Exercise can slow your aging process. Here's the proof

We must all move more and lie down less, because even small doses of activity can have a huge impact on the rate at which we age.

 Members of the Hadza, a modern hunter-gatherer people living in northern Tanzania, singing and dancing (photo credit: Wikimedia Commons)
Members of the Hadza, a modern hunter-gatherer people living in northern Tanzania, singing and dancing
(photo credit: Wikimedia Commons)

Our ancestors didn’t enjoy a calm and comfortable life like ours but really, in some ways, they were much healthier than us. Now, they’re teaching us an important lesson on how to prevent our bodies from aging too rapidly.

Even in the days of hunters-gatherers, many people managed to live until age 70. Yet the animal that is closest to us genetically, the chimpanzee, usually doesn’t live more than 30 years. A group of researchers from Harvard University tried to find an explanation for this puzzling difference and published a fascinating study on the subject. This study explains why humans live longer than most animals, and is more evidence of a link between exercise and the chances of longevity.

The authors of the study are experts in evolutionary biology. The theories they presented were based on observations made on groups of hunter-gatherers from the Hadza tribe who live in complete isolation from the modern world in northern Tanzania. Tracing such groups provides a fairly reliable picture of how our ancestors lived tens of thousands of years ago.

Hunters don’t have a pension fund or retirement plan

For the Hadza, like our ancestors, parents need lots of energy to raise children. They spend most of the day on their feet and work very hard to get food, dig, hunt and of course protect themselves and their children from dangers. Compared to them, chimpanzee monkeys enjoy a fairly easy life. They spend most of their day sleeping on the treetops, picking fruit and eating seeds.

In such tribes, energy is a scarce commodity but people still desperately need it to function and care for children.  A young woman in prehistoric times needed energy to survive on her own and an additional 500 calories daily on average to care for the baby and extra calories to care for older children who still needed attention. Add to that the large human brain, which requires at least 400 calories daily just to function properly.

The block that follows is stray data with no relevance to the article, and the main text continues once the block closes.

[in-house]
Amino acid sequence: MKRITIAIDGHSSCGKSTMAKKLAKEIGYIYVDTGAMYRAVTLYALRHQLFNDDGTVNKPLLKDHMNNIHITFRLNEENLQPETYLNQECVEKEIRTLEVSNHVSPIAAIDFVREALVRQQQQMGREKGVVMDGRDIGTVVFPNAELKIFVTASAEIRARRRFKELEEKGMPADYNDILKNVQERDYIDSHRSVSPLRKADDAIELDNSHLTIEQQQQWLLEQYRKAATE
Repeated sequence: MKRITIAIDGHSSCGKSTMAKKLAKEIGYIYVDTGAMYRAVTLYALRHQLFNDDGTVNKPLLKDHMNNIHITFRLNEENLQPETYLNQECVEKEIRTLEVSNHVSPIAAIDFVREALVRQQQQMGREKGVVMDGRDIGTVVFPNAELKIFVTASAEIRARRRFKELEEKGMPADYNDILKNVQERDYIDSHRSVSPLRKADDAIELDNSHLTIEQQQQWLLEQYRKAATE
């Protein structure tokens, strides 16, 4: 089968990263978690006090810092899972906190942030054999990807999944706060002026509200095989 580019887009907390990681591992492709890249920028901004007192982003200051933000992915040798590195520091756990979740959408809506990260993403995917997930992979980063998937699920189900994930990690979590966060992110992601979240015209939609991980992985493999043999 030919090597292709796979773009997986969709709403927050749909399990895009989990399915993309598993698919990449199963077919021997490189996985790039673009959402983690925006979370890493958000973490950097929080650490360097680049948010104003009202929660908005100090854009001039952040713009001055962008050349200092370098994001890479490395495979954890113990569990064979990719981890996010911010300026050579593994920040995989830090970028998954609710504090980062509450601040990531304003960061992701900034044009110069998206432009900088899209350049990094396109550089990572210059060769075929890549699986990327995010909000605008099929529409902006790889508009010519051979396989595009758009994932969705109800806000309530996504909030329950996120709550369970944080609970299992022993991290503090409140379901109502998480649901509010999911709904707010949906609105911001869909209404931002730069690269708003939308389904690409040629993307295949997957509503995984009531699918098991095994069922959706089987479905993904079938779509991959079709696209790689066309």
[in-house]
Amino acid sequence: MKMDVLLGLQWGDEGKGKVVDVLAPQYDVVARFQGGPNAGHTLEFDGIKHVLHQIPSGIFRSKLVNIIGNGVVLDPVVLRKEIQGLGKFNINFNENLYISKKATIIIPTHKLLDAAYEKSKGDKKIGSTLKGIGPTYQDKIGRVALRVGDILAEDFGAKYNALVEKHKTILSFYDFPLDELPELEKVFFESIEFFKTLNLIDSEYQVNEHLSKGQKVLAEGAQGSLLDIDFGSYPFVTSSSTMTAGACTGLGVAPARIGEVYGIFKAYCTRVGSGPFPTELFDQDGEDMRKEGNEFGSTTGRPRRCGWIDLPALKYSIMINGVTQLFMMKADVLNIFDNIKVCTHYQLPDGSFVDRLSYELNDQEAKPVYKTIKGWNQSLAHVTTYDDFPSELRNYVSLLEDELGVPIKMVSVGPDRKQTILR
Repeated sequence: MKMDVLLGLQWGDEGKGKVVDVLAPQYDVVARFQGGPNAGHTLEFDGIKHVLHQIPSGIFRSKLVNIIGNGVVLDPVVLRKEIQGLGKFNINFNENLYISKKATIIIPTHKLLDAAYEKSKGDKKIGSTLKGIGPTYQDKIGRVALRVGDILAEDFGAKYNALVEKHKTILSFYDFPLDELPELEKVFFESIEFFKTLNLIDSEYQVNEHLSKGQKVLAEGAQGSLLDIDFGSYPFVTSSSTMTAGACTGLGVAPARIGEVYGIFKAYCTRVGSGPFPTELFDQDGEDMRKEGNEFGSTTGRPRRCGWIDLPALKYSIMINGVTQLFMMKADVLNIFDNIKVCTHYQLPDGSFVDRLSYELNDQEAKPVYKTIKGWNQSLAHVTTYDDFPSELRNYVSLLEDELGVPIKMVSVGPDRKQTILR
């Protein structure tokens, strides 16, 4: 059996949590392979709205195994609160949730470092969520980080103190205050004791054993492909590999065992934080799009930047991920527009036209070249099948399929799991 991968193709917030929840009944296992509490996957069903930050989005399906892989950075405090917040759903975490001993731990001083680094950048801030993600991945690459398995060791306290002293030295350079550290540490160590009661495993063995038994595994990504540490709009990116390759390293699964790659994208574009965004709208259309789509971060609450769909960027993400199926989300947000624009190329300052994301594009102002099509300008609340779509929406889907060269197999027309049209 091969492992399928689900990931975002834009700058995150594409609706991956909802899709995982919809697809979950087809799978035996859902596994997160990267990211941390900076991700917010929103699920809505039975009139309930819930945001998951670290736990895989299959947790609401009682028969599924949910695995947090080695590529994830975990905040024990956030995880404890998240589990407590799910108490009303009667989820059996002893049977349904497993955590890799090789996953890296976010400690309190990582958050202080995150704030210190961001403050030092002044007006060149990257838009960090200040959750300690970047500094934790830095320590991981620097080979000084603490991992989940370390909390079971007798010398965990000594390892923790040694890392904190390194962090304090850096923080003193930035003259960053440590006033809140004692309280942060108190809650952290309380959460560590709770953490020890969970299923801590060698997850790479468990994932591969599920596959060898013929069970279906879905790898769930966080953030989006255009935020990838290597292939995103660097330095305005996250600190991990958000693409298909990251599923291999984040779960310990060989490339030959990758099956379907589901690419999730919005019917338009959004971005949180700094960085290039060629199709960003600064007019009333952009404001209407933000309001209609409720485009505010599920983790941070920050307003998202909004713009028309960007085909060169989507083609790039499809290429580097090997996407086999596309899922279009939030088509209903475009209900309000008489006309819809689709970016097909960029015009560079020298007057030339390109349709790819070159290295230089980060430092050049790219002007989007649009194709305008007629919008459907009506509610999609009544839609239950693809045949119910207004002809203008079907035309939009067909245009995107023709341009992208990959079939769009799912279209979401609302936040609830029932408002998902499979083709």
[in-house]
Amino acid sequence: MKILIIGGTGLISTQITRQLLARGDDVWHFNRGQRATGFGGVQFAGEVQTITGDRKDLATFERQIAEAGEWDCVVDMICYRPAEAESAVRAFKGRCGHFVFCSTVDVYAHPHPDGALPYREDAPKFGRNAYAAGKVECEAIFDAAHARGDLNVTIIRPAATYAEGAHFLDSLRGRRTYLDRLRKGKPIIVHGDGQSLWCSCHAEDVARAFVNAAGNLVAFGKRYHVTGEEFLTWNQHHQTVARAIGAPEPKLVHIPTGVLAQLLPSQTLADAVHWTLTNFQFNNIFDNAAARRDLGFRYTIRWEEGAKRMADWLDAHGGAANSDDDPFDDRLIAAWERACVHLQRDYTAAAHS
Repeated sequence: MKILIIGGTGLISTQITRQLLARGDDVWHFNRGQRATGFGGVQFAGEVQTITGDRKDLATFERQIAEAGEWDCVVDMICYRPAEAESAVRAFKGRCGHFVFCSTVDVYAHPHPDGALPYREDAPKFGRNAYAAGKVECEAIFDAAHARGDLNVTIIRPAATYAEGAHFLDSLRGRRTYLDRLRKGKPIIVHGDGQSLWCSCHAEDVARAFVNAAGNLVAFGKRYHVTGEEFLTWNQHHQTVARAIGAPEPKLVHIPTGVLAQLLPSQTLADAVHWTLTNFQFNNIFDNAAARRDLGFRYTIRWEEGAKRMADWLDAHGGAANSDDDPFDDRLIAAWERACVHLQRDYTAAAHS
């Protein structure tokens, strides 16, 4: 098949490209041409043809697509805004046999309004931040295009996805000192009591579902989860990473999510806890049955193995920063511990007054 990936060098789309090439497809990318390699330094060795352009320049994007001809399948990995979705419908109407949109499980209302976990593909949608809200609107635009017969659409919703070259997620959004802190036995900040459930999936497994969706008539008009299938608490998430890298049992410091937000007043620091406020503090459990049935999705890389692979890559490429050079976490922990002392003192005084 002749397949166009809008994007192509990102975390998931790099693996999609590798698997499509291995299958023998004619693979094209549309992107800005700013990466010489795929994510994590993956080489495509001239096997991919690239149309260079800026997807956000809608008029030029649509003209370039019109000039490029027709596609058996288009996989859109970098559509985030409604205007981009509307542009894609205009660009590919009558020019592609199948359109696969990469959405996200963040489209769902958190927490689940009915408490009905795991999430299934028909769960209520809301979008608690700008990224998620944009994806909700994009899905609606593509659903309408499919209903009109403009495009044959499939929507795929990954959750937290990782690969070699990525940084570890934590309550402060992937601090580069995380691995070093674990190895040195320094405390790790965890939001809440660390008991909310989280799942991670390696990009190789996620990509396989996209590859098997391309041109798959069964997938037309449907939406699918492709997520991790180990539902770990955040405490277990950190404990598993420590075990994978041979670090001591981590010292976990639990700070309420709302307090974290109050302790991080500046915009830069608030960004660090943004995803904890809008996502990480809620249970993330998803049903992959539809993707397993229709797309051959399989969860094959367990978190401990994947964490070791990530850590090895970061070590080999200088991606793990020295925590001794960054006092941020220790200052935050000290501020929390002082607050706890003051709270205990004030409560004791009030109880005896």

Those who helped young mothers in ancient times, like today, are grandparents, if they were still alive. The grandparents, despite their extreme age for that time, were no less active than their younger children, because they had no choice. When the researchers looked at the physiological metrics of the adult Hadzas, which are very similar to our ancestors, they found that in some ways they are much healthier than older people in Western countries.

"Older people in developed countries usually don’t have to do any physical work," explains research leader, evolutionary biologist Daniel Lieberman. "Today we have a pension that guarantees we don’t have to work in old age, and this is a relatively new concept in human history. Today we know how important it is to be active. We remind ourselves to persevere in physical activity, remind our children yet there isn’t enough discussion about the importance of such activities even when people are older. "

Even light activity can change you on a molecular level

The results of the study conclude what has long been known among experts, but only strengthens as time goes on: That exercise can slow down the aging process, reduce the risk of various diseases and generally prolong life expectancy. The researchers emphasized that enough exercise tailored for older people can repair the damage of aging at the molecular level in cells and tissues of the body.

Such activity doesn’t require too much effort at all. When looking at the key differences between us and the Hadzas, the most significant gap lies in the fact that they simply go much further than us. The study shows that the average American walks about 4,700 steps every day, while hunter-gatherers walk an average of 15,800 steps.

This study, as well as many other studies in the field, suggests that if people just start walking more, it will already improve their chances of longevity and reduce the risk of diseases like high blood pressure, diabetes, stroke, cancer and heart disease.

Humans, we emphasize, are the only mammals in the world that live a few decades on average after they cease to be fertile. Evolutionarily, it was essential for the survival of the human race that grandparents survive to help parents meet the demanding and complex task of raising children.

In the modern age, this task is already (relatively) simpler, and can exist even if grandparents are no longer around. However, we all still want to enjoy the people we hold dear even as they grow older, which underscores how important it is to make sure that they remain active, even at the most basic level, even after they retire and seemingly no longer have to get up too much from the recliner. It also reminds each of us to move more and lie down less because even small doses of activity can have a huge impact on the rate at which we age.